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Price Tag of President’s Military Buildup- An Extra $638 Billion

troop buildup

By Debbie Gregory.

President Trump’s ambitious plan to rebuild America’s overstretched military would cost $683 billion more than current spending plans over the next decade, according to a new analysis by the Congressional Budget Office.

The Congressional Budget Office is a federal agency within the legislative branch of the United States government that provides budget and economic information to Congress.

President Trump came into office pledging the largest defense spending spree since the administration of Ronald Reagan — assuring the troops that they would see “beautiful new planes and beautiful new equipment.”

More missile defense systems, an upgraded nuclear arsenal and hundreds of additional fighter aircraft were also on the president’s wish list.

The budget for President Trump’s goals for the military would be more than 20 percent larger than peak spending during the 1980s.

The buildup’s projected 10 percent manpower increase (an additional 237,000 troops), its addition of 20 percent more naval vessels, and its increased purchases of other new weapons, adds up to a 12 percent increase over the Obama administration’s plans for defense spending over the same period.

For the Air Force, rising costs result primarily from existing plans to replace aging weapon systems and increased purchases of the F- 35A to allow the Air Force field five additional fighter squadrons.

The projections were based on administration documents, congressional testimony and the 2018 budget request’s five-year plan. The administration is due to produce a 2019 budget request and its National Defense Strategy, which will likely add more clarity.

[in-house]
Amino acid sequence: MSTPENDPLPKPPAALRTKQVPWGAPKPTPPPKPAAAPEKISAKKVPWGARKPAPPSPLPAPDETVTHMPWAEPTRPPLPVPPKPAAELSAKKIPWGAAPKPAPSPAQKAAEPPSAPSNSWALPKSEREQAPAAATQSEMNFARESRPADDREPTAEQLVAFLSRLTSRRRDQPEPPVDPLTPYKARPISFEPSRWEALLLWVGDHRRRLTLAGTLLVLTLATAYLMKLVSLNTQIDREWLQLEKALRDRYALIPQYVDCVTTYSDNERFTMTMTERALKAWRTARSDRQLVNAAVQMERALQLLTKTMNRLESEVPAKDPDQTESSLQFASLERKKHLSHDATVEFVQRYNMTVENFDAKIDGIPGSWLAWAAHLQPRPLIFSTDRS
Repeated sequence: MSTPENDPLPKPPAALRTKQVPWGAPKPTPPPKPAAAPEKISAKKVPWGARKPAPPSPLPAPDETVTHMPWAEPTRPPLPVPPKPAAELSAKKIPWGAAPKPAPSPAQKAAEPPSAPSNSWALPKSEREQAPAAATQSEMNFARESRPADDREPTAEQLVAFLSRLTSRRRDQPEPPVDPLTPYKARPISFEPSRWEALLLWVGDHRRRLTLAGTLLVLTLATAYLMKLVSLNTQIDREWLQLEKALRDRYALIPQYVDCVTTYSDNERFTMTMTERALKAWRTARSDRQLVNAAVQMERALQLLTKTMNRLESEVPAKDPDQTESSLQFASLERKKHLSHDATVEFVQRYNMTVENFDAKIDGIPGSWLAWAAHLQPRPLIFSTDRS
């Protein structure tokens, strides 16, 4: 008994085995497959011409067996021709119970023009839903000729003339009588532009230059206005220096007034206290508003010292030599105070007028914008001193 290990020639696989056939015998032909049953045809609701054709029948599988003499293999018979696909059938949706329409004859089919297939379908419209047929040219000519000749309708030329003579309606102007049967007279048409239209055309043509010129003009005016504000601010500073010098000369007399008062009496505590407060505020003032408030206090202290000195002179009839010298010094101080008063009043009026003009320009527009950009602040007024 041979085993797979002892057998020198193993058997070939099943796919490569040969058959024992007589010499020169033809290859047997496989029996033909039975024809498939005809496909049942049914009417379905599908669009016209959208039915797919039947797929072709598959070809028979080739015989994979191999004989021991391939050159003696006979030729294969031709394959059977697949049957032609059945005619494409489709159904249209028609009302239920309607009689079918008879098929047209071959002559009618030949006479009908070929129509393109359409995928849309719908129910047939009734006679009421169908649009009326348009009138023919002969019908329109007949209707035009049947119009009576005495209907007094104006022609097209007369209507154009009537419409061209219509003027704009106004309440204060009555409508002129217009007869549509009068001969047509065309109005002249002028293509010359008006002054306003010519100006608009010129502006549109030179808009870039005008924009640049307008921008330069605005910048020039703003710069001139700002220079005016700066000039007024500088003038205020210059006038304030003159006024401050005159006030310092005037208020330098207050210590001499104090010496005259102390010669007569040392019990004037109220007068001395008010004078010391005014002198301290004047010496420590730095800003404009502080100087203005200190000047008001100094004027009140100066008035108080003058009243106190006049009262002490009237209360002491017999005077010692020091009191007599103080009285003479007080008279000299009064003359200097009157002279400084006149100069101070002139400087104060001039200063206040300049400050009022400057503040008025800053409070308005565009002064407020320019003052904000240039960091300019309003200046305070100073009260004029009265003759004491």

Defense Secretary Jim Mattis said in congressional testimony earlier this year the buildup would begin in 2019.

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Bilden Withdraws as Navy Secretary Nominee

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By Debbie Gregory.

President Donald Trump’s pick for secretary of the Navy withdrew from consideration on Sunday, the second time a Trump nominee to lead one of the armed services bowed out because of government conflict-of-interest rules.

The nominee, Philip Bilden, a former military intelligence officer in the Army Reserve who ran the Hong Kong branch of a private equity firm, said in a statement that he had informed Defense Secretary Jim Mattis that he did not want to continue to seek confirmation a month after he had been named for the post.

“I fully support the President’s agenda and the Secretary’s leadership to modernize and rebuild our Navy and Marine Corps, and I will continue to support their efforts outside of the Department of the Navy,” said Bilden. “However, after an extensive review process, I have determined that I will not be able to satisfy the Office of Government Ethics requirements without undue disruption and materially adverse divestment of my family’s private financial interests.”

Vincent Viola, a billionaire Wall Street trader and Mr. Trump’s choice for secretary of the Army, withdrew because he decided it was too difficult to detach himself from his business interests.